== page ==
Down - Nola 2LP Vinyl (180 gram/Reissue)

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Special Feature: 180 gram vinyl.

Tracklisting: 

Side One

  1. Temptaion's Wings
  2. Lifer
  3. Pillars of Eternity
  4. Rehab
  5. Hail the Leaf
  6. Underneath Everything
  7. Bury Me in Smoke
  8. Eyes of the South
  9. Jail
  10. Losing All
  11. Stone the Crow
  12. Pray for the Locust
  13. Swan Song

Release Date: May 6, 2016

Label: EastWest Records

Origin: USA

Some bands produce an album that is incredibly influential and will contain more anthems than a band will release in their entire career. One album that comes to mind is Down‘s NOLA, one of the best releases of the 90s and arguably the best sludge album of all time. Down are essentially a ‘supergroup,’ made up of members from Pantera (Phil Anselmo), Crowbar (Kirk), Corrosion of Conformity (Pepper) and Eyehategod (Jimmy). In 1995 they produced one of the best albums of the 90s and a work that is still an essential release today. There is a reason that the band’s setlist is NOLA heavy and one listen through yields why.

There are so many positives on this album. Opening track ‘Temptation’s Wings,’ sets the tone for a mystical journey through New Orleans, Anselmo’s shrieking has sheer power, he certainly means business. The second track is fan favourite ‘Lifer.’ This crowd pleaser contains the sing-a-long of “I’m staring right back at myself!” Another momentous sing-a-long on the album that is more chilled out is ‘Stone The Crows,’ a song that was designed to be sung at a festival in a crowd with thousands of fellow metalheads. It is hauntingly beautiful, as is the swamp like track of ‘Jail.’ The song paints a vivid image of a relaxing cruise in a swamp, with fireflies lighting up the sky. This is what I love about metal, the power it lets the listener’s imagination run riot.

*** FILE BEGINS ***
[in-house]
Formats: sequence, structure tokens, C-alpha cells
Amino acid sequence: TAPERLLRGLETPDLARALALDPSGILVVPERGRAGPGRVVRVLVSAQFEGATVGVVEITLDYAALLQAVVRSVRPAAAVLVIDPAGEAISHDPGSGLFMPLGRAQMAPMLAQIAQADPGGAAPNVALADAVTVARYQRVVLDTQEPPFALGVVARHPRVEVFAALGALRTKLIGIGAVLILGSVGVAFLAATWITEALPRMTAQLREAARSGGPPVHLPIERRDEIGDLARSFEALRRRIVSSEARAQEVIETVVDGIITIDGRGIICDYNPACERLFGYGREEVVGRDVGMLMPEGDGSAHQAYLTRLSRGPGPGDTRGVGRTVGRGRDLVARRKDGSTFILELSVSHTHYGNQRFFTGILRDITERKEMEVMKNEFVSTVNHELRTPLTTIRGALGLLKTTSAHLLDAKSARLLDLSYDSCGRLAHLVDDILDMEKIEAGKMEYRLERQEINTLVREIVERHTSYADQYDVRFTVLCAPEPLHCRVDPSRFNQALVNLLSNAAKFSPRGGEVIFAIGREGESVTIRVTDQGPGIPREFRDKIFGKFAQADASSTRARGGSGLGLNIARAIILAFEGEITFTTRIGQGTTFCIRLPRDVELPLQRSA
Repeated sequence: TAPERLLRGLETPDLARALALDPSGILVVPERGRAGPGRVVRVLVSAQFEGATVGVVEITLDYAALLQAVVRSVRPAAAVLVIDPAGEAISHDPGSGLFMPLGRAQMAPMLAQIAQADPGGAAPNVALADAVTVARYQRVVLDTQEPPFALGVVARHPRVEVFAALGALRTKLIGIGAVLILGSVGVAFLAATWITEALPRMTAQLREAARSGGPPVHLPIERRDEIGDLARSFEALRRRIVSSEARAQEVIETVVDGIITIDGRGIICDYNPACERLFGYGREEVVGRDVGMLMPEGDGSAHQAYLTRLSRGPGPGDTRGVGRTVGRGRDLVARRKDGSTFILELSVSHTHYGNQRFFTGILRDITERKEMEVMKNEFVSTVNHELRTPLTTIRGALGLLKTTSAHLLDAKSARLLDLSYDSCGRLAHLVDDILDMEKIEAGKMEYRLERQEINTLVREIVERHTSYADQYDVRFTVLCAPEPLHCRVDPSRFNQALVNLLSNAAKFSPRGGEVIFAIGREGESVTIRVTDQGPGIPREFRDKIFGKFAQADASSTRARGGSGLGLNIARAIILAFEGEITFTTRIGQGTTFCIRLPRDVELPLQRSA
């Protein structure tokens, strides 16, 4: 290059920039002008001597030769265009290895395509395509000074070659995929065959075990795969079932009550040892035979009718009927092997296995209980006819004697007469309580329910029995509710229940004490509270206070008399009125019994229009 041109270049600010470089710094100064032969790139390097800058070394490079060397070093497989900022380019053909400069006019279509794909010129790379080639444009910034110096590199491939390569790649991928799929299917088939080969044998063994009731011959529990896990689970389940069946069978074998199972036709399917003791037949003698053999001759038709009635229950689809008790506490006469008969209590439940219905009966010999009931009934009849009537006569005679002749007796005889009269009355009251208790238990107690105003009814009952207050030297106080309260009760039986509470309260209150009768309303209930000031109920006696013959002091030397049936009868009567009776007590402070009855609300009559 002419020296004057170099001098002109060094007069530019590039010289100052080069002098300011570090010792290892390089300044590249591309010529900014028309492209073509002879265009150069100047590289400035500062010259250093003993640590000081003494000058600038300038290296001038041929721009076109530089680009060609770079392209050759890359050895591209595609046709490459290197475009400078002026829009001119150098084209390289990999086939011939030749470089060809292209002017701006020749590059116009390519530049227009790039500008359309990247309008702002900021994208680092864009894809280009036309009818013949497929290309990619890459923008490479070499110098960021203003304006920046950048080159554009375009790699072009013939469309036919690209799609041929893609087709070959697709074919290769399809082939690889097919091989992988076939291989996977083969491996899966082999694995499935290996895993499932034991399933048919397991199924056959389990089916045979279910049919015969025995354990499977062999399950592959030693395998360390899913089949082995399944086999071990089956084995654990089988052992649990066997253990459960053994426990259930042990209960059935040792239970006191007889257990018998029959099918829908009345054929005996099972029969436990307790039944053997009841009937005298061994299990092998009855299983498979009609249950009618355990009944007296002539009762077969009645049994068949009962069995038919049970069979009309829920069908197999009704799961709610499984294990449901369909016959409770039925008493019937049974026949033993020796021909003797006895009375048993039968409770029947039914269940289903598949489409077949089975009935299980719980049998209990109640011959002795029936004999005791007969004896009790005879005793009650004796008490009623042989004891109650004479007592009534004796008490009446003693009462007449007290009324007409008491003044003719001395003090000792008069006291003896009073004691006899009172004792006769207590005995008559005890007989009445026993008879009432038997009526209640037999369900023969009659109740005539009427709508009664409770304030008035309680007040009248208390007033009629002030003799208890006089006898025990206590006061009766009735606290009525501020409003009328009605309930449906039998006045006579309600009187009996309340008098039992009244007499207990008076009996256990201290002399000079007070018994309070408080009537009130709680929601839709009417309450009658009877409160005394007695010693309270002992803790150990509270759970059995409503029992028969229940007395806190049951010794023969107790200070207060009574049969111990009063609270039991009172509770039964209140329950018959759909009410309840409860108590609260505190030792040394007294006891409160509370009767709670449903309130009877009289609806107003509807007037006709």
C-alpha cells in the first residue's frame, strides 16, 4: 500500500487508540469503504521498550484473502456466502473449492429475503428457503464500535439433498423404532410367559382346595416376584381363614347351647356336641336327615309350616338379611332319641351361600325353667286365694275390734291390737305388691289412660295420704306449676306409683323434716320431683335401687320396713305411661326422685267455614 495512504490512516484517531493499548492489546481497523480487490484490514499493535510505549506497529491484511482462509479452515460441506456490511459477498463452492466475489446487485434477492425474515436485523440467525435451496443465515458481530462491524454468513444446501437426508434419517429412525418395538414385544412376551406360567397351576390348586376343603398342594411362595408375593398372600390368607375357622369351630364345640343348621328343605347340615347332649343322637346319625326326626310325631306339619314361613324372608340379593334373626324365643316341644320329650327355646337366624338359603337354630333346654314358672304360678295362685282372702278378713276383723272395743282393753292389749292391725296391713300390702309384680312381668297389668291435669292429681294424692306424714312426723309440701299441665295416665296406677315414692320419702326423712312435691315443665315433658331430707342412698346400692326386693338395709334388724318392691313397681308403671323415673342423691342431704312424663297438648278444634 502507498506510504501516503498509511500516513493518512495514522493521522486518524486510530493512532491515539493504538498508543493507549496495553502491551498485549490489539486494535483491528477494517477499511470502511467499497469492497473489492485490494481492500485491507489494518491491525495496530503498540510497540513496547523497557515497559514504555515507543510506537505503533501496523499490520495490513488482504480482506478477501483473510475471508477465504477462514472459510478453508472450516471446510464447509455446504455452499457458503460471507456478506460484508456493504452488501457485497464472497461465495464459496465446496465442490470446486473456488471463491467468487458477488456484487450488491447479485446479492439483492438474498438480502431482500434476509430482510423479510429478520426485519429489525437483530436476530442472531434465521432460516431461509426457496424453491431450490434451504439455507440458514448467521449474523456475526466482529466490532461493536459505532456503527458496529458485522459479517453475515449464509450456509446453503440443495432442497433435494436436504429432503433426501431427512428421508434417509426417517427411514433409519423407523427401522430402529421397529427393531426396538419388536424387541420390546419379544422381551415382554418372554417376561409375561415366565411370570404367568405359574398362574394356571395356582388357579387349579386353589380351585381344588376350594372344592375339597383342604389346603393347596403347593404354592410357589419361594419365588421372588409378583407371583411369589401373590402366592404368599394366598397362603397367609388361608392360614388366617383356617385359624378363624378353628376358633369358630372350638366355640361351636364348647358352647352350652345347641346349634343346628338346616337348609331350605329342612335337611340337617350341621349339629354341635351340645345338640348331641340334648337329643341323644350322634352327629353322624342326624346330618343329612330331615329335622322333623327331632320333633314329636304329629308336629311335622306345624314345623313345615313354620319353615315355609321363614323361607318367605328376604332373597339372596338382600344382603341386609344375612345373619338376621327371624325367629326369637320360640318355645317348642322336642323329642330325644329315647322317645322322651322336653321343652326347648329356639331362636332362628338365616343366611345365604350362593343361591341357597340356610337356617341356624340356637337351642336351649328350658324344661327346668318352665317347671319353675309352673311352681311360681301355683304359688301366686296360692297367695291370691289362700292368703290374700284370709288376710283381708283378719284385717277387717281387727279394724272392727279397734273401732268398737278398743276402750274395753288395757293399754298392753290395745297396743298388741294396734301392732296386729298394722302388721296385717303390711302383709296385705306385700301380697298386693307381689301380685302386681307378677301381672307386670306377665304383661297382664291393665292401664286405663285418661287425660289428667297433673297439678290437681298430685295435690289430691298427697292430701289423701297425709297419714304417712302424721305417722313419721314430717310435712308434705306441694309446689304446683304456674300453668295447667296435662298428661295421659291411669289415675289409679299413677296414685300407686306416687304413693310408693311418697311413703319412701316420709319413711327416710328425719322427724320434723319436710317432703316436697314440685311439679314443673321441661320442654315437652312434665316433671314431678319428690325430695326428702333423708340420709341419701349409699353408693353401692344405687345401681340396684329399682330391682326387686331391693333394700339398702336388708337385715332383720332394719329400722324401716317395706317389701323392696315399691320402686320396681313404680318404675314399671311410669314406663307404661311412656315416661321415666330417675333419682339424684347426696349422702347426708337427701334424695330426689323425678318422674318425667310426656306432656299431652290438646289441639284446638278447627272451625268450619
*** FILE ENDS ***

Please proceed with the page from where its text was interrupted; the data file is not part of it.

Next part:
One of the strengths of NOLA is that it successfully weaves melancholy with positivity. ‘Lifer’ moves onto the bleaker ‘Pillars of Eternity,’ with ease. It does not seem out of place, it’s a skillful transition. The album has so much skill and passion running through it, there is so much to take from it, meaning returns to the album are imperative as there is more to take from each hearing. The solos on tracks like ‘Rehab,’ and ‘Bury Me In Smoke,’ are the stuff of legend. Every note is perfect and Kirk and Pepper deserve full credit for work on this album. As with every Down album, the real star of the show is not Anselmo’s voice (even though it is steller), but the riffs. ‘Hail the Leaf,’ ‘Eyes of the South’ and of course ‘Bury Me in Smoke,’ has phenomenal riffage on the tracks. I’ve mentioned ‘Bury Me in Smoke’ a lot in this article and for good reason, it’s the best track on the album. It is so infectious, on every listen I sing a long with Mr. Anselmo and have found myself in awkward situations yelling “Bury Me in Smoke” on public transport, but it has been worth it every time. I like to think someone has discovered Down through my outburst. The solos are exquisite, the plodding sludge riffs have a monumental pace and structure. It’s just an example of a near perfect song.

Harsh, anthemic, beautiful and harsh. NOLA has stood the test of time and will for many years to come, it’s up with Reign in Blood and Master of Reality as a crucial item in every Metalhead’s collection.- Jack (MetalRecusants.com August 6, 2014)

http://metalrecusants.com/2014/08/06/blast-from-the-past-down-nola/